We are well prepared to hear and understand this parable about a widow who is so persistent in demanding justice for her cause, that even a judge known to not care about justice gets worn out and just wants to be rid of her.  I am inclined to accept this at face value, though I am troubled when I think about this more deeply.  Is persistence always the best thing for our spiritual life?  What if I am persistently seeking the wrong thing?  In the Twelve Step Big Book for Alcoholics Anonymous, the definition of insanity is doing the same thing over and over and expecting different results.   

Addiction is an example of someone who is persistently wrong because the solution to every emotional problem is to take a drink or get high.  No one is more persistent than an addict who wants to get high.  A woman named Brenda went through our program at Hillcrest House.  She had ruined her life smoking crack.  As she got clean and went to therapy she learned that she had Bipolar Disorder and had used drugs to self-medicate her struggles.  She was in her late 40s and didn’t even have a GED or much job history.  For two years she really worked at her life.  She took care of multiple health problems, studied hard and went to 12-Step meetings every day.  When she got her GED, she began working on a college degree on-line because she had surgery and couldn’t start attending school.  She was the most persistent person I had ever seen in her recovery and she once told me that whenever she felt like quitting and not doing the things she needed to do she remembered how persistent she was when she wanted crack.  “I would walk two miles in a blizzard when I wanted drugs.  When my dealer wasn’t around, I would find another one.  I would do anything to get the money I needed for my habit.  So when I think about not going to a meeting or giving up on school or struggling to cope, I just remember how persistent I was for drugs and that is how persistent I need to be in my recovery.” 

 

As I think about her words I realize that we are all persistent in our habits and behaviors, for better and for worse.  A psychiatrist named Aaron Beck discovered that depression is often related to persistently negative thought patterns.  People with depression often have these destructive thought patterns in common, which Beck called cognitive distortions.  They filter out everything good about themselves and only hear and believe what is negative.  When confronted with a problem, they “castrophize,” meaning they take the problem to its worst possible conclusion in their minds rather than believing it to be something they can deal with.  “All or nothing thinking,” where the words always, never and “there is no alternative” lead to depression.  Beck built his therapy around helping realize their distorted ways of seeing themselves and their world, and helping them develop new ways of thinking and seeing.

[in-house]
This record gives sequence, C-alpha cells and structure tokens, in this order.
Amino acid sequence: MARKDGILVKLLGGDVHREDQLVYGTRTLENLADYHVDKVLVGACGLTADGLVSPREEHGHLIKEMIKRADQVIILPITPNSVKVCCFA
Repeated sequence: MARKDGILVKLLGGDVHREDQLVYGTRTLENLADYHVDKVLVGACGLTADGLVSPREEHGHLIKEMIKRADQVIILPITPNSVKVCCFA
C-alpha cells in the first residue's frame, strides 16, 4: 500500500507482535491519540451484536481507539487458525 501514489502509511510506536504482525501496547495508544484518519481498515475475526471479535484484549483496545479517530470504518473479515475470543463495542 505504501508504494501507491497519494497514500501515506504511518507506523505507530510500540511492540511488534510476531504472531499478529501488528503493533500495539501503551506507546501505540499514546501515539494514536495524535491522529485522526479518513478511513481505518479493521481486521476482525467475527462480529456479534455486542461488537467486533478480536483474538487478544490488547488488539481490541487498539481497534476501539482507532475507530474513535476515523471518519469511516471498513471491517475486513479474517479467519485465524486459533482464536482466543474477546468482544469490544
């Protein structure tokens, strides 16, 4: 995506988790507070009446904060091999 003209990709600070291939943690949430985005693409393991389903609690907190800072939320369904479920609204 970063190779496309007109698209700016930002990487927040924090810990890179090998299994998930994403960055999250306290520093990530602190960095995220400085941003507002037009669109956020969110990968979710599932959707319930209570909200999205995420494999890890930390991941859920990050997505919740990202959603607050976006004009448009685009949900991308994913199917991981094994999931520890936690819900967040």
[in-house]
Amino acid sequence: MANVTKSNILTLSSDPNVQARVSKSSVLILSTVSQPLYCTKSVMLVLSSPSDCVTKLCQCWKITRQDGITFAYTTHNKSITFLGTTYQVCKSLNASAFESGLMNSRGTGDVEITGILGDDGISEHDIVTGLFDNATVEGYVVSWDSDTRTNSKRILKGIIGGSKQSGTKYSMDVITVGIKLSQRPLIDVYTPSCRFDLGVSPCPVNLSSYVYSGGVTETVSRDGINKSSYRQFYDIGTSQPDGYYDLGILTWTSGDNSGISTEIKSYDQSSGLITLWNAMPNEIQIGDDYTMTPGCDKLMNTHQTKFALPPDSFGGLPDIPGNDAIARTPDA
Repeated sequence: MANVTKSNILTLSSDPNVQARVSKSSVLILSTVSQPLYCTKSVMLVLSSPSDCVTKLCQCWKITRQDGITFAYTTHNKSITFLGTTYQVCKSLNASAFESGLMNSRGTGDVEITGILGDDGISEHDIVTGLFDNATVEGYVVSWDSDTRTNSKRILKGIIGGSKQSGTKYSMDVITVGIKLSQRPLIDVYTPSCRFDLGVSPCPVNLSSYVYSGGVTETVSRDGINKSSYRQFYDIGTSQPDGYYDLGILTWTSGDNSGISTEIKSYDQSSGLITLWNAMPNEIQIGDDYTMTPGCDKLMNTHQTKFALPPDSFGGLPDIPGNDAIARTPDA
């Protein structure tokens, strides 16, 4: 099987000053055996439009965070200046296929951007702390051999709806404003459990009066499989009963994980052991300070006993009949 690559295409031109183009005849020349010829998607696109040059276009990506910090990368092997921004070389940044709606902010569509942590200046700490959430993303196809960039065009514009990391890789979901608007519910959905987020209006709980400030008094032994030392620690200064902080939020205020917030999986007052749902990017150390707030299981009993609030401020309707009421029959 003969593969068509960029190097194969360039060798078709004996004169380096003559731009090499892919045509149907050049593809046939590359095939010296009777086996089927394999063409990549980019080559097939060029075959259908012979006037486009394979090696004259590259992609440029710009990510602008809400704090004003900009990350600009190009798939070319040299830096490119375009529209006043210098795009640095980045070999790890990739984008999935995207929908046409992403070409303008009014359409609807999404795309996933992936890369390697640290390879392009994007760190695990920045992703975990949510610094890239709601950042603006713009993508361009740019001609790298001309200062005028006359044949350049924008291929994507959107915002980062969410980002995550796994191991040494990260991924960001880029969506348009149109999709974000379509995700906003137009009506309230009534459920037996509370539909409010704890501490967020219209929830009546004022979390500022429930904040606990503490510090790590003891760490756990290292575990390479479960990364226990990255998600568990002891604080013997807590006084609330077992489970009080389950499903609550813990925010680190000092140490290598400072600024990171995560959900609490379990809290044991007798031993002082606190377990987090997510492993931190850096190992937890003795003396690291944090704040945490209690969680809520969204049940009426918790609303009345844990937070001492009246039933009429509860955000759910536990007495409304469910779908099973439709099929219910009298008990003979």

For years I was persistent in thinking that I was responsible for solving everyone’s problems, and if I couldn’t I was a failure.  Because of my persistence, I was too busy trying to fix people that I didn’t do what they most needed, which was to listen and to love.  When I had health problems, I was determined in my thinking that my problems would go away if I just ignored them.  I was unrelenting in my belief that I did not need to change my life to be well, and I was enduring in my denial.  Persistence really isn’t that hard.  I am persistent to a fault about many things.  What is hard is being determined in a new direction.  What is hard is breaking an old habit and attitude, and acting and thinking differently.  Old ways of thinking are hard to break because we know them and they are comfortable. 

 

Now I am ready to understand what Jesus had to say about persistence in prayer.  It is easy to lose heart when we pray, because if we are truly praying, some of our persistent ways of thinking and acting will be challenged.  When we pray, we want answers, we want help, we want solutions.  But are we ready to change?  Can we give up our old solutions, our pat answers and our persistent ways of seeing other people in order to allow the creative renewal of the Holy Spirit?  Anyone who has truly tried to pray, knows that this is not easy.  Jesus is saying to hang in there and don’t lose heart.  Even and unjust judge will eventually listen, so will not our loving God hear us if we are persistent?  The real struggle is not whether God hears us.  God is not an unjust judge.  The issue is we often have our own inner judge that will not let us hear God.  God can’t work when we are busy filling our lives we the distortions and judgments that separate us from divine grace. 

 

 



Luke 17:11-19 "Dealing with Ingratitude"

Why do you offer help to another person?  How important is their response to you?  Do you expect gratitude when you go the “second mile” for someone else?  What do you feel when they are not grateful?  Do you feel used, angry or frustrated?  If so, then this parable about the ten lepers is crucial to avoiding ministry burnout or compassion fatigue.